Seven years ago Steven Olikara founded the Millennial Action Project to incubate a younger generation of diverse, technologically savvy and pragmatic leaders committed to bipartisan collaboration. The spark was a meeting two years earlier of college students awarded Truman Scholarships for public service — including Olikara, then at the University of Wisconsin. Before MAP, Olikara did a stint at the World Bank and advised the philanthropies of musicians Usher and Akon. He was on the 2017 Forbes list of the 30 most important policy and legal figures younger than 30. His answers have been lightly edited for length and clarity.
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The largest nonpartisan organization activating young lawmakers to bridge the political divide and strengthen U.S. democracy.
Bond and Olsen are co-founders of Common Ground Committee, a nonpartisan organization that seeks to promote productive public discourse.
Turn on any cable news channel and you'll likely hear talk about the divisiveness of our politics, and there are numbers to back that up. Only 38 percent of Americans say the United States is heading in the right direction, and an annual poll tracking discourse shows 93 percent say America has a civility problem. As discouraging as these numbers seem, the tide may be turning.
A recent poll from Georgetown University found that 85 percent of voters want finding common ground to be a main goal of politicians. A survey from Hidden Tribes of America found that 77 percent of Americans believe that the differences between us are not so big that they cannot be bridged.
As the co-founders of Common Ground Committee, we've repeatedly seen this shift first-hand. Whether it's at one of our forums with political leaders or in conversations with family, friends and colleagues, we've found that people actually agree on more than they realize. They just have to engage in the conversation. What's more, people will often share experiences of seeking and finding common ground with those who hold different political beliefs.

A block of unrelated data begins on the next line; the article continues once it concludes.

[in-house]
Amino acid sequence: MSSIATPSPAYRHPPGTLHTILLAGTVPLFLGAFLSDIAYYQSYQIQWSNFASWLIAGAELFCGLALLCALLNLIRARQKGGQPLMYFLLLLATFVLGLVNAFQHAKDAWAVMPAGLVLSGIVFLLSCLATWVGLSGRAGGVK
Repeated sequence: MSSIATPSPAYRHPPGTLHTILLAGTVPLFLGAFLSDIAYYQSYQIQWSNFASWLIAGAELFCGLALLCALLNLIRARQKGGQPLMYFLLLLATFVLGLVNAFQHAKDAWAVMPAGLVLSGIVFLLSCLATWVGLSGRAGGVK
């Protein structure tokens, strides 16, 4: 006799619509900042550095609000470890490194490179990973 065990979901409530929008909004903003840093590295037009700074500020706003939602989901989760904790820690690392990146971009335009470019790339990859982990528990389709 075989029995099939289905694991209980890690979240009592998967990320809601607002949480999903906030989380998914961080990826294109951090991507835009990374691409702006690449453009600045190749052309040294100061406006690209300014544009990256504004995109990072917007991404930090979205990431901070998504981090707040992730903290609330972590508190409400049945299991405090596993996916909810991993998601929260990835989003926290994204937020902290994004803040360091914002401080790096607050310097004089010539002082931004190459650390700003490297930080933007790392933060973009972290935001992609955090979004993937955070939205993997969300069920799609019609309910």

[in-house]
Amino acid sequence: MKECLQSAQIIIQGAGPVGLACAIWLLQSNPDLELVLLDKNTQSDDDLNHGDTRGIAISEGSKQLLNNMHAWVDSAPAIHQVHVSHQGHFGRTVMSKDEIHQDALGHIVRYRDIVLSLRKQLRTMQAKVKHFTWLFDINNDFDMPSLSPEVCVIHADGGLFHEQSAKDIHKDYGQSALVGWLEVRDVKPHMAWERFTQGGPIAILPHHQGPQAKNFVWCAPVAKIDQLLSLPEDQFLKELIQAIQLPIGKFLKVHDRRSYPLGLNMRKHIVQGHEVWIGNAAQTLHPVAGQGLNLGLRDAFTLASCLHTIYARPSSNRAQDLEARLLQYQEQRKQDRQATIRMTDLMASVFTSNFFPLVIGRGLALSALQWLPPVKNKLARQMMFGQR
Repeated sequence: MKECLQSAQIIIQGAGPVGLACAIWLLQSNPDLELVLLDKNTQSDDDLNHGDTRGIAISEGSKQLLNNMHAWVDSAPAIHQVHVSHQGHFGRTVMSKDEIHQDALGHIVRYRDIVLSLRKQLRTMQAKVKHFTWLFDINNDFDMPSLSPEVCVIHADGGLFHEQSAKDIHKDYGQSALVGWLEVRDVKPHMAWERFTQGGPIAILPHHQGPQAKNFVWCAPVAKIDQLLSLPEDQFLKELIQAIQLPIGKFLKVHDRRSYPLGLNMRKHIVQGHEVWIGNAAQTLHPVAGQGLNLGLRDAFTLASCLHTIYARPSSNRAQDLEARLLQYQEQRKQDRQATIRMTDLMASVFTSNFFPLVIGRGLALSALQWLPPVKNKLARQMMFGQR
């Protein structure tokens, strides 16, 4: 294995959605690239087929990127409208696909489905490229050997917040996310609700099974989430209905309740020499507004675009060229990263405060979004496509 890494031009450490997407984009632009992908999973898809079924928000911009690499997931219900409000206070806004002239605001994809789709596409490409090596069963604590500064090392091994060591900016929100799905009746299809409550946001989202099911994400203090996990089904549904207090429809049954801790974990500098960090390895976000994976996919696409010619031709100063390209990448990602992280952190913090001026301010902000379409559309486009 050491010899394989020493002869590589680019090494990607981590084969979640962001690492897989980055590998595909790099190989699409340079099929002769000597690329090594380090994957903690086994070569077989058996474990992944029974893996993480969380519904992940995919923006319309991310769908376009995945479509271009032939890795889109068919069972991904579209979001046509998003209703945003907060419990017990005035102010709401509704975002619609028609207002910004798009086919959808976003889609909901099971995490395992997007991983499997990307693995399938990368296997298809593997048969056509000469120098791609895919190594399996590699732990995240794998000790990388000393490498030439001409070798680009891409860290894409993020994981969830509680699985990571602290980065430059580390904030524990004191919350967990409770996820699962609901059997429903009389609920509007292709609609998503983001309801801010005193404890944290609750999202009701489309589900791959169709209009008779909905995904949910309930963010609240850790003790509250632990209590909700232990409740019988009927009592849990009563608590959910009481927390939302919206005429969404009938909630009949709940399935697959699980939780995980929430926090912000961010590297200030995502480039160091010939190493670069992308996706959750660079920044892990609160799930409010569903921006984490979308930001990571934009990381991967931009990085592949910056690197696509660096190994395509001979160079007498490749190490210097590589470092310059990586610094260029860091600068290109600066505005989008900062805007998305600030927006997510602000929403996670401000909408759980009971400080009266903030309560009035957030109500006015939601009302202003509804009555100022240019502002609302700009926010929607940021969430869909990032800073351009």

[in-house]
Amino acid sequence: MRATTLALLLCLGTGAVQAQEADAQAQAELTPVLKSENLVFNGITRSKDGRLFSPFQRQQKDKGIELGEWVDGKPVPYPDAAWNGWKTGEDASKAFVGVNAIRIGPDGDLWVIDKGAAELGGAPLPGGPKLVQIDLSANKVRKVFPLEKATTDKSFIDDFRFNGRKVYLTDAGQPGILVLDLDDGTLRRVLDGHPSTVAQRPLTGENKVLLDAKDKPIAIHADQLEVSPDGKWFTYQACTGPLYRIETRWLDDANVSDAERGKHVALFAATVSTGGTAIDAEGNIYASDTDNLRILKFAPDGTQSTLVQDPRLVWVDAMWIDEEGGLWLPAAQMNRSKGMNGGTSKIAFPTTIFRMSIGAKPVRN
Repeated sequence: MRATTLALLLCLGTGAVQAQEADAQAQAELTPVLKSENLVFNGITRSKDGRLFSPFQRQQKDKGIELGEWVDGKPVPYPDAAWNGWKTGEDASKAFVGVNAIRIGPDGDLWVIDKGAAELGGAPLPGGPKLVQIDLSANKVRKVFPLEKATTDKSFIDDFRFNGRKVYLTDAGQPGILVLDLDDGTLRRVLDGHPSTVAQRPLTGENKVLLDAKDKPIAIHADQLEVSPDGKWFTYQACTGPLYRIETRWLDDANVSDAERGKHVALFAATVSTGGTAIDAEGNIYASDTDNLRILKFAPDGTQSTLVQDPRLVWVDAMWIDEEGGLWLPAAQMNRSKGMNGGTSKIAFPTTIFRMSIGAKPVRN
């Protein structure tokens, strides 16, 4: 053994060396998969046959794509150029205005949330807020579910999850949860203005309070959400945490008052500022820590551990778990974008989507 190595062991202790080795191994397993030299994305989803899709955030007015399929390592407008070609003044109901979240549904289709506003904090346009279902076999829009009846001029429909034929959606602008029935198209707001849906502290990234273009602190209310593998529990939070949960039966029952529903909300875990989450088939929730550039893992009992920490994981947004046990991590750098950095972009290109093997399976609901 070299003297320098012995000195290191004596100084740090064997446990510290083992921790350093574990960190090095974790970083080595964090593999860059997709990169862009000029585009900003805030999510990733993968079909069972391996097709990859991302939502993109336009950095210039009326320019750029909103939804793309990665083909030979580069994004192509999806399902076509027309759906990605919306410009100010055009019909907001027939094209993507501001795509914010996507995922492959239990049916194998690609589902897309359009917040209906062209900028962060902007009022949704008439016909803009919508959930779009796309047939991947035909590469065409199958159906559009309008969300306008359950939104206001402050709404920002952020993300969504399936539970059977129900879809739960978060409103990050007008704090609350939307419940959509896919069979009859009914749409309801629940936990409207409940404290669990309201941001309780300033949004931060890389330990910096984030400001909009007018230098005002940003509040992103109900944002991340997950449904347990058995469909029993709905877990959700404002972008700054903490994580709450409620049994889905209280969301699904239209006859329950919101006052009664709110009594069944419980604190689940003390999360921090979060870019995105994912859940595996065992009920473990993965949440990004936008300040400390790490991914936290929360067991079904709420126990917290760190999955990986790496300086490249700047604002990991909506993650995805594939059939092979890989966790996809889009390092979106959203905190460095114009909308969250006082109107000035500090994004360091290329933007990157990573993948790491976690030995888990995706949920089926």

Unfortunately, we rarely get the chance to witness agreement between political leaders from different parties. The media portrays politicians as constant adversaries rather than collaborators. This representation has consequences: Research suggests that negative feelings toward the opposite party's leadership are much stronger than those directed at individuals.
Shapiro is a professor of planning and public policy at Rutgers University.
Whether it's overhauling asylum procedures, adding a question about citizenship to the 2020 Census, or rolling back fuel standards, a pattern has emerged when the Trump administration changes policies and creates new ones.
An announcement is made, media attention follows, the policy is formally proposed and finalized – generating more news coverage along the way. In many cases, judges suspend the new policy as lawsuits work their way through the system. Unusually, the Supreme Court often ends up determining whether the new policy can go into effect.
All presidents since the 1960s have embraced a process known as policy analysis that requires careful consideration and deliberation at every step of the way. In most cases, the public also gets to weigh in before a final decision is made. Based on my research about regulatory decision-making, I've observed a sea change in how Trump's team is dealing with public policy compared to previous administrations.